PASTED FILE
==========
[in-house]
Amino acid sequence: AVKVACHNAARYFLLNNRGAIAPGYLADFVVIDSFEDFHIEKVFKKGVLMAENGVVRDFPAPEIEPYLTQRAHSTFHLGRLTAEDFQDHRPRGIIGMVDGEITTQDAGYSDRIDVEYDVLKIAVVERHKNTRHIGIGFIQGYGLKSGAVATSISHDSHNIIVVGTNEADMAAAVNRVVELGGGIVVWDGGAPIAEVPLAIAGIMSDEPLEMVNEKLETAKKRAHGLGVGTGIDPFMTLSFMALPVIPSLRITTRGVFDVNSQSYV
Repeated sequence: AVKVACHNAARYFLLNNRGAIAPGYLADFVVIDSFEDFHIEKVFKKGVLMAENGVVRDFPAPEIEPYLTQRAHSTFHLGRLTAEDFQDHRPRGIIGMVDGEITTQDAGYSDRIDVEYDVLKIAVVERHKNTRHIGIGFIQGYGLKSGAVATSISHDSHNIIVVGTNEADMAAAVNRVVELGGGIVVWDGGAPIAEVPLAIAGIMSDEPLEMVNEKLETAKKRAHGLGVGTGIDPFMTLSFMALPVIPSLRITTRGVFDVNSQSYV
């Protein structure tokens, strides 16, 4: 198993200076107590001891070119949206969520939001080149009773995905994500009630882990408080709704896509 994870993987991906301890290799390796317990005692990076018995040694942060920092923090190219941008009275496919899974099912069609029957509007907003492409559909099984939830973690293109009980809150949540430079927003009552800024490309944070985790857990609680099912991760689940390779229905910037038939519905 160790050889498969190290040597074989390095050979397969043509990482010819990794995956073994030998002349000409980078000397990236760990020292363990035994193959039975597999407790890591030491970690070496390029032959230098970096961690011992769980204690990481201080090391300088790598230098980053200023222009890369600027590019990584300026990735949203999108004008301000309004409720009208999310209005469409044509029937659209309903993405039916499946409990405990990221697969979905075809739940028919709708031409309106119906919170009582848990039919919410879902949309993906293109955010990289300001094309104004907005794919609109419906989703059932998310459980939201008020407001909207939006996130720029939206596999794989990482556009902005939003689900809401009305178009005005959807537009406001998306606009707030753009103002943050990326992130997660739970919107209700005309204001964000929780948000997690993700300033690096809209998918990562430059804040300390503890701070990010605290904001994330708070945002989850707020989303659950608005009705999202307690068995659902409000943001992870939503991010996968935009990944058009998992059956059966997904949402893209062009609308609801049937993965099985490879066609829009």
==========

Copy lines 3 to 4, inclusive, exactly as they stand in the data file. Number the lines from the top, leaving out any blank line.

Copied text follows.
Repeated sequence: AVKVACHNAARYFLLNNRGAIAPGYLADFVVIDSFEDFHIEKVFKKGVLMAENGVVRDFPAPEIEPYLTQRAHSTFHLGRLTAEDFQDHRPRGIIGMVDGEITTQDAGYSDRIDVEYDVLKIAVVERHKNTRHIGIGFIQGYGLKSGAVATSISHDSHNIIVVGTNEADMAAAVNRVVELGGGIVVWDGGAPIAEVPLAIAGIMSDEPLEMVNEKLETAKKRAHGLGVGTGIDPFMTLSFMALPVIPSLRITTRGVFDVNSQSYV
């Protein structure tokens, strides 16, 4: 198993200076107590001891070119949206969520939001080149009773995905994500009630882990408080709704896509 994870993987991906301890290799390796317990005692990076018995040694942060920092923090190219941008009275496919899974099912069609029957509007907003492409559909099984939830973690293109009980809150949540430079927003009552800024490309944070985790857990609680099912991760689940390779229905910037038939519905 160790050889498969190290040597074989390095050979397969043509990482010819990794995956073994030998002349000409980078000397990236760990020292363990035994193959039975597999407790890591030491970690070496390029032959230098970096961690011992769980204690990481201080090391300088790598230098980053200023222009890369600027590019990584300026990735949203999108004008301000309004409720009208999310209005469409044509029937659209309903993405039916499946409990405990990221697969979905075809739940028919709708031409309106119906919170009582848990039919919410879902949309993906293109955010990289300001094309104004907005794919609109419906989703059932998310459980939201008020407001909207939006996130720029939206596999794989990482556009902005939003689900809401009305178009005005959807537009406001998306606009707030753009103002943050990326992130997660739970919107209700005309204001964000929780948000997690993700300033690096809209998918990562430059804040300390503890701070990010605290904001994330708070945002989850707020989303659950608005009705999202307690068995659902409000943001992870939503991010996968935009990944058009998992059956059966997904949402893209062009609308609801049937993965099985490879066609829009």